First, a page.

I wanted to share some things that were either surprizing to me or that I wish I knew more about prior to my volunteer experience:
Read the Blue Sparrow predeparture guide. It really sets your expectations for Huancayo.
Plan on getting food poisoning and having stomach illnesses. Invest in some immodium before you arrive. Beware of ceviche that isn´t local trout.
If you have doubts about personal hygiene, visit a eucalyptus sauna at least once a week (you are given a room with a shower) and bring lots and lots of wet wipes. Also, bucket showering isn´t half bad on a warm day.
I feel really safe in Huancayo, and I often wander the streets alone, even at night. People here tend to be very warm and disarming. It is also my experience that people here are eager to share their culture with you. Some of my most memorable moments were when I threw caution to the wind and joined parties-fruit picking-hiking-eating with locals.
People often laugh at me and I now understand that it is not derisive, but rather out of a feeling of discomfort. Not many tourists pass through here and some people are nervous around a ¨gringa¨like myself.
Warning: cliche coming…
have an open mind and always assert your needs.
I arrived with very few expectations. Other than what I was told during the Blue Sparrow skype interview and the images I found on wikitravel of Huancayo, I really was not sure what I was in for. Perhaps a pastoral scene with alpacas and snow-capped mountains, with sheepherds in traditional dress and women selling potatoes. Not knowing any better, I allowed myself to indulge in some cultural stereotypes before I arrived.
What I found was a city of dualities. An economic hub of the Andes but also a beautiful agrarian locale. It is at once a city of action, color, and vibrancy with bustling open-air markets and the sound of carnival-barker-esque vendors, but it is also a city that surrenders to the strong rains and forces of nature. Huancayo is a place of tension between tradition and modernity, where a granny in full Andean regalia can order a frappucino at Starbucks and see a movie after a day of selling produce in the market. Conversely, a teenager with a Justin Bieber haircut listening to Pitbull on a smartphone can knit woolen wares and can talk to his family in Quechua (I have witnessed both cases).
This cultural tension makes the volunteer experience that much richer. I am happy to be here at a time to witness a transition of sorts, but still take full advantage of the very rooted traditional culture. It is through this concept of tension that I understand how important it is to volunteer here and be an ambassador of economic empowerment. I think it would be really easy to disregard the local culture and supplant it with the new, modern, and efficient, but that is not the goal of Blue Sparrow.
Our projects are 100% oriented towards providing tools and resources for the benefit of the clients. Whether it be in a classroom or out in the campos working the potato fields, there is aways a sense of respect for the local culture and a goal to help clients generate more creative output or more agricultural yield. Us volunteers traverse through the technology center and Blue Sparrow- supported agricultural enterprises with an open mind and some ideas/methods to improve pre-exising systems.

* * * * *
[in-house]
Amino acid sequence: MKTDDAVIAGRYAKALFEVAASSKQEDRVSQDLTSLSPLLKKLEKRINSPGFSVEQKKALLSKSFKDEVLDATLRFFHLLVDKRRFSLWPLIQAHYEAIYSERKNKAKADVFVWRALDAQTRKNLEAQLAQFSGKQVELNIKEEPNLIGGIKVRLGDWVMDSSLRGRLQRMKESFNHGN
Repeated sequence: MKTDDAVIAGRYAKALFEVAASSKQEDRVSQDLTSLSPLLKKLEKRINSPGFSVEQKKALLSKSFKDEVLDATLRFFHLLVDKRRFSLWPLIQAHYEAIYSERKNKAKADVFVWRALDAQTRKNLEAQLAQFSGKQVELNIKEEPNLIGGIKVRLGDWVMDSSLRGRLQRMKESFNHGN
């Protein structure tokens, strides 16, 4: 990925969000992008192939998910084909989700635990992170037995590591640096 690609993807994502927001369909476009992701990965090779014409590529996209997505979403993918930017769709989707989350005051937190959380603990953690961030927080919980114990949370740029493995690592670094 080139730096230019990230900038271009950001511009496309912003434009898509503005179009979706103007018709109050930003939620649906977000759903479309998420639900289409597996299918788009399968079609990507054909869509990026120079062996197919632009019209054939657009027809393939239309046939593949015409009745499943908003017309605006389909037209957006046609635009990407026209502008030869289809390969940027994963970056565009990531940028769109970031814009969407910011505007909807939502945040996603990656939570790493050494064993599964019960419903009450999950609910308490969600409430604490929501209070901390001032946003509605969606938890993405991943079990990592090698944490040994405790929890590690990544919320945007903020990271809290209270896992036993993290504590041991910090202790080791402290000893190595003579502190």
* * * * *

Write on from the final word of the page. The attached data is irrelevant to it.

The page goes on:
Since it is currently “summertime” in Huancayo, we are working in the afternoons at the Blue Sparrow Technology Center with the Adobe Youth Voices project helping students with creative projects. We support creative projects that champion social causes and the students love learning about design, composition, and different creative mediums. I will not teach in a school during my time here due to scheduling, but at least I get a glimpse into an educational process of sorts. On the weekends we are living and working in Pachachaca, either fumigating the fields or fixing the micro-finance center. The goal is to build a “bio-huerto” or a greenhouse model to help diversify the crop output to ultimately lead to more capital for the local residents.
At times I feel small and passive in the city center due to the overwhelming crowds, smells, speed of the combis..etc., but in three weeks I have grown to appreciate the chaos. Now I find it endearing. I struggled at first with the mud and the not-so-pristine state of the city (I think I even used the example of the current Syrian Crisis to describe the appearance of some parts of the city). To contrast, the communities on the outskirts are more tranquil and feature vast fields of corn, potatoes, and eucalyptus trees. Yet another duality of Huancayo.
I lived in the office at first, a bit timid of a rustic homestay experience, but then I decided to really get the “grandaaaso” experience of Huancayo. My host family is incredibly kind and welcoming, not to mention multi-talented and entrepreneurial. I live in an adobe house with a squat toilet and no bathroom to speak of, with chickens, ducks, guinea pigs, dogs, cats, and a parrot. I can admittedly be a bit of a princess and I thought that not having hot water would be a struggle, but I have adjusted easily to my new home. My host family has been so kind to knit both me and my volunteer roommate a warm winter gorra, and they are teaching us how to cook Peruvian cuisine, and how to make macrame bracelets. They sell animals and their crafts, and they are so eager to share their culture with us. I regret not being able to stay longer.